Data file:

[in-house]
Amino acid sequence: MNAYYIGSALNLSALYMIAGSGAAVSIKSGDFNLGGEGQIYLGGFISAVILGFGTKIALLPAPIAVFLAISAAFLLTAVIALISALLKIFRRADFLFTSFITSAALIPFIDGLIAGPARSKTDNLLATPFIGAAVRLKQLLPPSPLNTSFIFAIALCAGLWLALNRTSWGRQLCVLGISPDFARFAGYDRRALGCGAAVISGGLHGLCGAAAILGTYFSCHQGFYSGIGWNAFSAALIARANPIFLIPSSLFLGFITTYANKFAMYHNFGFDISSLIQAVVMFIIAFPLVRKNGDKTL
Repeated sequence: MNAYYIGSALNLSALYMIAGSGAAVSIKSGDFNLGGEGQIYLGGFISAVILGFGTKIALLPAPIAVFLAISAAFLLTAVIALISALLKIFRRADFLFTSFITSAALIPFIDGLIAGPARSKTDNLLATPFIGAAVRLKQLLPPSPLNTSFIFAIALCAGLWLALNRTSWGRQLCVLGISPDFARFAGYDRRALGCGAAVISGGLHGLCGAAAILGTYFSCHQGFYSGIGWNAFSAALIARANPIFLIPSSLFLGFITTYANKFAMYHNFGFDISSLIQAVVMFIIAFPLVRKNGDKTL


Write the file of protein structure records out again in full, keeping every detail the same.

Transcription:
[in-house]
Amino acid sequence: MNAYYIGSALNLSALYMIAGSGAAVSIKSGDFNLGGEGQIYLGGFISAVILGFGTKIALLPAPIAVFLAISAAFLLTAVIALISALLKIFRRADFLFTSFITSAALIPFIDGLIAGPARSKTDNLLATPFIGAAVRLKQLLPPSPLNTSFIFAIALCAGLWLALNRTSWGRQLCVLGISPDFARFAGYDRRALGCGAAVISGGLHGLCGAAAILGTYFSCHQGFYSGIGWNAFSAALIARANPIFLIPSSLFLGFITTYANKFAMYHNFGFDISSLIQAVVMFIIAFPLVRKNGDKTL
Repeated sequence: MNAYYIGSALNLSALYMIAGSGAAVSIKSGDFNLGGEGQIYLGGFISAVILGFGTKIALLPAPIAVFLAISAAFLLTAVIALISALLKIFRRADFLFTSFITSAALIPFIDGLIAGPARSKTDNLLATPFIGAAVRLKQLLPPSPLNTSFIFAIALCAGLWLALNRTSWGRQLCVLGISPDFARFAGYDRRALGCGAAVISGGLHGLCGAAAILGTYFSCHQGFYSGIGWNAFSAALIARANPIFLIPSSLFLGFITTYANKFAMYHNFGFDISSLIQAVVMFIIAFPLVRKNGDKTL